- 1a. [With "job," what a 56-Across might do], DESK / 56a. [See 1-Across], WOODWORKER. Hand-crafting desks, not shuffling papers.
- 5a. [With "job," what a 37-Across might do], RUSH / 37a. [See 5-Across], MUSIC PRODUCER. Producing records for Rush, not hurrying.
- 9a. [With "job," what a 25-Across might do], HACK / 25a. [See 9-Across], PROGRAMMER. Computer hacking, not doing a slapdash job.
- 17a. [See 66-Across], MANICURIST / 66a. [With "job," what a 17-Across might do], HAND. Shaping and polishing fingernails, not [crude reference redacted].
- 46a. [See 55-Across], DRUG DEALER / 55a. [With "job," what a 46-Across might do], BLOW. Selling cocaine, or blow, not [crude reference redacted].
The occupational terms occupy the five longest Across slots, and the short partner words are in the top row and two random spots near the bottom. The deviation from symmetry is okay because you can’t have two symmetrically placed sets of five items in a single grid unless the two center answers cross in the middle square. I liked the redefinition theme—it’s a category that Merl Reagle has long trafficked in, but with a fresh all-in-the-grid angle.
- 45a. [Words from one asking for a smack?], KISS ME. Smack on the lips.
- 4d. ["Jump" group], KRIS KROSS. The NYT recently had KRISS KROSS clued as a variety puzzle; note the extra S.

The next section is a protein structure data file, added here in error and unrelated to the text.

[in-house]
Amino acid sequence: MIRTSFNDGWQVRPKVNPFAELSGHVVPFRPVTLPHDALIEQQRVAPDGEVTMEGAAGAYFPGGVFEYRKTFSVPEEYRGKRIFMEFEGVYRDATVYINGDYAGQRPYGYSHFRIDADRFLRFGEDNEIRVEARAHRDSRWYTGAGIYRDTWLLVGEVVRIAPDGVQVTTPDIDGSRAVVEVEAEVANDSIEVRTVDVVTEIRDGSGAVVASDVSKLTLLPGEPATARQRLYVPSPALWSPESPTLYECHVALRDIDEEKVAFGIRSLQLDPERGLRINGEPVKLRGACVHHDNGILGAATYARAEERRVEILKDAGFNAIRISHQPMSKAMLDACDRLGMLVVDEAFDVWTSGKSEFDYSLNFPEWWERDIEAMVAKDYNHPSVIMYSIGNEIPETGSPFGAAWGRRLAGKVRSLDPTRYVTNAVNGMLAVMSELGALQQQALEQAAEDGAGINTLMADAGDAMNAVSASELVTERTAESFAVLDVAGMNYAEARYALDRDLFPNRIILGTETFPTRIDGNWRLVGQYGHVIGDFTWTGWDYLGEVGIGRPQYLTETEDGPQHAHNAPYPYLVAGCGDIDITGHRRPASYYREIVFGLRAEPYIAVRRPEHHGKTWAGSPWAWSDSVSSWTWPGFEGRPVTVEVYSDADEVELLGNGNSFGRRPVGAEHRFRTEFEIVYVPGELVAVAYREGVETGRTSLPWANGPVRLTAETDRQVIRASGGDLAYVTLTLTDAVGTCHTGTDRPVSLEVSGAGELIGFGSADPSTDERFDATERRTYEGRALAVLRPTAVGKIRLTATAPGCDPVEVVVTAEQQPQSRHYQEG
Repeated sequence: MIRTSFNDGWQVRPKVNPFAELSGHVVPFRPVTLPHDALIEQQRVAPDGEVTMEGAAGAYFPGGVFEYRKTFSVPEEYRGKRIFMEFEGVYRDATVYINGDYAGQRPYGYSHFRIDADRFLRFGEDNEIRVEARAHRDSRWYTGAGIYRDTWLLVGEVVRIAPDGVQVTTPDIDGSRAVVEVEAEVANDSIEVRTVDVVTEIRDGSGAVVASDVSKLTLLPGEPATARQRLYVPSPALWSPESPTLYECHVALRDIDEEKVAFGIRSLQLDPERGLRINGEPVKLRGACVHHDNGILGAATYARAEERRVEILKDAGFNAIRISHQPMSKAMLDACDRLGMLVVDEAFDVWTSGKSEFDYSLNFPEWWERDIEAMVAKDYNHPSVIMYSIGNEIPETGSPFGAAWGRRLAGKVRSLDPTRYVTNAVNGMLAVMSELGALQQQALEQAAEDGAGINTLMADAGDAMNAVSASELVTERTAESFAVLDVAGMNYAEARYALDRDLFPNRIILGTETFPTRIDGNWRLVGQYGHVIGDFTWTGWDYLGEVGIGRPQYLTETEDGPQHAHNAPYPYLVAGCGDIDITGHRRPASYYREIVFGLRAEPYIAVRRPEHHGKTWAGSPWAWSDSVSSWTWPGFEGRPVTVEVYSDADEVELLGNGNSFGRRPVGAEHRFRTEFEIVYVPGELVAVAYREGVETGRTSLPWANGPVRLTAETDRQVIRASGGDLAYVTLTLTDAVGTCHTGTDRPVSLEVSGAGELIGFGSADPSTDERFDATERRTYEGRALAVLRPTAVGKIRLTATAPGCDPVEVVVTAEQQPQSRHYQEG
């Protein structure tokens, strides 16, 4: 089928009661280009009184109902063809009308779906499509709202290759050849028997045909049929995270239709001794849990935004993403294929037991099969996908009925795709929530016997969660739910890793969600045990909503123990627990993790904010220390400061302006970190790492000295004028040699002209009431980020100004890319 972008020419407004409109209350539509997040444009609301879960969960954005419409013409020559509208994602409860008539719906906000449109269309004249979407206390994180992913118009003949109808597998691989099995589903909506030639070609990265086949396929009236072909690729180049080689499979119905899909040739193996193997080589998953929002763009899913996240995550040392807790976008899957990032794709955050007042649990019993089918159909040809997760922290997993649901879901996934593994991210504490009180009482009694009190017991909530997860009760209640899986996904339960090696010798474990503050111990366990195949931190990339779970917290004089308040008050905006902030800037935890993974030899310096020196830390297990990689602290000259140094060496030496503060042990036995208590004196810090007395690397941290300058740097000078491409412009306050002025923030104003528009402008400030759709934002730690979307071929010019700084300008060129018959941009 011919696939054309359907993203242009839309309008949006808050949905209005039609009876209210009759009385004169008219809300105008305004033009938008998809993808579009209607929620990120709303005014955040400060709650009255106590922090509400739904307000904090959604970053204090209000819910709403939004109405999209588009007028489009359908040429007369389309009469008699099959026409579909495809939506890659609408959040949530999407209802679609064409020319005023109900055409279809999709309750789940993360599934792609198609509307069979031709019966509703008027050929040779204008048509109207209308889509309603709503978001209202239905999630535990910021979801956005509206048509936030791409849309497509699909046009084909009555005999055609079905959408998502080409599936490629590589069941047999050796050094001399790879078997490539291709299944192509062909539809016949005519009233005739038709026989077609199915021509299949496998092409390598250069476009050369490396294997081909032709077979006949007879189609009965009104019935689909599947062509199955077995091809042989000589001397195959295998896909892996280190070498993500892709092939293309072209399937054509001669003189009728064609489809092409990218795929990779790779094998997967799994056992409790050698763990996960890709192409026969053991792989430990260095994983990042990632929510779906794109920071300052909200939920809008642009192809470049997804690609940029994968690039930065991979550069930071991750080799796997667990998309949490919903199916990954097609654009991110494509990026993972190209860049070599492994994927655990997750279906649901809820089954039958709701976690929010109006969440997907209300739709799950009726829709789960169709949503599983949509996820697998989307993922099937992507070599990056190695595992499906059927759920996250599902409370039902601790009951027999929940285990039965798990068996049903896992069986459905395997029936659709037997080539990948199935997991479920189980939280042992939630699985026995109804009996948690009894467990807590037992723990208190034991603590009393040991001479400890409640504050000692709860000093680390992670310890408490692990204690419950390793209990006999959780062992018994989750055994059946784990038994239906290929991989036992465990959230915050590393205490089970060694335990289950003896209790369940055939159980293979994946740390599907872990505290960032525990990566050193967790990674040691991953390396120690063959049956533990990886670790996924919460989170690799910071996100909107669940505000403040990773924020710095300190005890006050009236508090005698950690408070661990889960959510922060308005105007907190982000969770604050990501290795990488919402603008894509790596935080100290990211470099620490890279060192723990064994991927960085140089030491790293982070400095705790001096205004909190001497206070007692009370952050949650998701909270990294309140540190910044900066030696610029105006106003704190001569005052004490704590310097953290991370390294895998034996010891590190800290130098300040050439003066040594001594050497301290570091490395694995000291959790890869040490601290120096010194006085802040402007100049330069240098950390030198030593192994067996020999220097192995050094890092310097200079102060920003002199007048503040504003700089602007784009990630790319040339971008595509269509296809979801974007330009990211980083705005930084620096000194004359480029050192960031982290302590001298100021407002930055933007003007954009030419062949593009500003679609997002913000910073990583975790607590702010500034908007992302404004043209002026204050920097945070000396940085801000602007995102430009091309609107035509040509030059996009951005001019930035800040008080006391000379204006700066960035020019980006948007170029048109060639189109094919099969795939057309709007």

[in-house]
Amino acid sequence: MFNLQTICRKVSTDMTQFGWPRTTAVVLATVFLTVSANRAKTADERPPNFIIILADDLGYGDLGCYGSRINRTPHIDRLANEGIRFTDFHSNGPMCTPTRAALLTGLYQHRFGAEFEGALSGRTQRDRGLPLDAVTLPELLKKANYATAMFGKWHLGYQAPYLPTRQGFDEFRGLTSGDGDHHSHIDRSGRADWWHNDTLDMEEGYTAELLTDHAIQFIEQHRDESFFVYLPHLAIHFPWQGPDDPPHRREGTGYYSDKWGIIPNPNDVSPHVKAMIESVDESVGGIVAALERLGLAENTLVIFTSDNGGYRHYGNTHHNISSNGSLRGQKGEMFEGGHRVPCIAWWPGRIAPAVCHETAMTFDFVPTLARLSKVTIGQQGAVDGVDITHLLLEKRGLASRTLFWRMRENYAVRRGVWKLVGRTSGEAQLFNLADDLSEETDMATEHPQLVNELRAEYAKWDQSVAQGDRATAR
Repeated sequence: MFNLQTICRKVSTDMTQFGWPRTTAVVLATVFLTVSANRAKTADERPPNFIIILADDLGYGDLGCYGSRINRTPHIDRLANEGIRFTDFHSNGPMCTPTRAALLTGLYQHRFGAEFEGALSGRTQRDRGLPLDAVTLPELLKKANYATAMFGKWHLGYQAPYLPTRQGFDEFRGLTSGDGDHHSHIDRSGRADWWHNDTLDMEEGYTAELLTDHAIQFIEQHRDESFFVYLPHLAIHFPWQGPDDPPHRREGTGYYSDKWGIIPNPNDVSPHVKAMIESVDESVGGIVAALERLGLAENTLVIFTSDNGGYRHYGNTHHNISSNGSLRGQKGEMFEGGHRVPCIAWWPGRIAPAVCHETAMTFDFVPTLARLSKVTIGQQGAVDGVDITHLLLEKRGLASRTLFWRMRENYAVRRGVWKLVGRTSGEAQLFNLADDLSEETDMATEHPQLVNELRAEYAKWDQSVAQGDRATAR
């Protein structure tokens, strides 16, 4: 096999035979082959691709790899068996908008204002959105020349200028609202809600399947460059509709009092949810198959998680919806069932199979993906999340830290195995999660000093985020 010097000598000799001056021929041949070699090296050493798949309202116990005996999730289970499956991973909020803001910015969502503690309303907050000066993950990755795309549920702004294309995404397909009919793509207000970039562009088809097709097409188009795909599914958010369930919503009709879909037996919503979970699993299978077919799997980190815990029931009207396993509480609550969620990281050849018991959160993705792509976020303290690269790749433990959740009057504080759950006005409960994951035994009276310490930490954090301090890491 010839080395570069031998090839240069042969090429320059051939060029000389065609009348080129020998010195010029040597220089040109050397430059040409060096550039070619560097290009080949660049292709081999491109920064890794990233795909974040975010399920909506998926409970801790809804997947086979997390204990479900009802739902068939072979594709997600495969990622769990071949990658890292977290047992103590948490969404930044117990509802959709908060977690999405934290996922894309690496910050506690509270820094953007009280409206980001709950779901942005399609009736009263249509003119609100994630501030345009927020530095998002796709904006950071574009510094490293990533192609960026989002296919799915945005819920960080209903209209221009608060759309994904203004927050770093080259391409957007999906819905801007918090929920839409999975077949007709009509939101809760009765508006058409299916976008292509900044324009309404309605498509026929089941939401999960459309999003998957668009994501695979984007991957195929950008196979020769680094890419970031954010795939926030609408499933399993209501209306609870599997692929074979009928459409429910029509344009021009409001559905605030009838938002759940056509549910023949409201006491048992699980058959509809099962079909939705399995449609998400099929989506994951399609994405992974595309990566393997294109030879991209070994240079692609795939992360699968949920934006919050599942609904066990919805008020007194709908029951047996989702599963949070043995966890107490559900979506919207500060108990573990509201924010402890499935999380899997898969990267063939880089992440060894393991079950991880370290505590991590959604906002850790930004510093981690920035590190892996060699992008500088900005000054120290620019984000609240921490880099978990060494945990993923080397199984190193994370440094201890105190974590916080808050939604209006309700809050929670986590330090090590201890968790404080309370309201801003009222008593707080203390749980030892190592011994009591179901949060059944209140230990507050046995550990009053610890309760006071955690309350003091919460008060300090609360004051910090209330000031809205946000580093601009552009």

- 6d. [Geller who beefed with the Amazing Randi], URI. I like any reference to the Amazing Randi, and “beefed” as a verb is fun.
- 26d. [Widely televised '90s courtroom spectacle], O.J. TRIAL. Did you see the various memes during/after the Super Bowl mentioning O.J.’s friend’s white Bronco? “Last great run by a Bronco was in 1994.” This, when the Denver Broncos were having a hard time scoring.
Lowlights: CITEE, A AND M with its ampersand spelled out, crosswordese beastie AGAMA (23d. [Insect-eating lizard]), the WAH/OLA/OON trio.
Did not know:
- 45d. [Creative spelling for some hip-hop collectives], KREW.
- 46d. [Bill W.'s partner in founding AA], DR. BOB.
- 2d. [MTV musical honors show held in the Netherlands in 2013], EMA. European Music Awards. This is the awards show where Miley Cyrus appeared to light up a joint on stage.
Jeff Chen & Jim Horne’s Los Angeles Times crossword – Gareth’s review
This is a difficult sort of a puzzle to review – a stunt puzzle where each answer has at least one “H” in it. It also has 49 black squares, far more than the norm, and almost normal symmetry, except for those 2 cheater/helpers squares in the top-middle (either side of “who”).
Despite the extreme difficulty of filling this grid, the result is a puzzle where, apart from going “yep, that one has an ‘h’ too” each time you fill an answer in, there isn’t a lot going on in the puzzle, interest-wise. A few of the 7s were nice: WHATTHE, MADDASH, and HAWKEYE; I assume these were seed answers. There are also inevitable short-fill issues, handled as well as you’d expect with Jeff Chen’s byline on the grid, but there was still plenty of ADISH/HEPT/OTHE type action going on.
2.5 stars. Extremely impressive grid-filling, but the result is inevitably uninteresting as a crossword puzzle.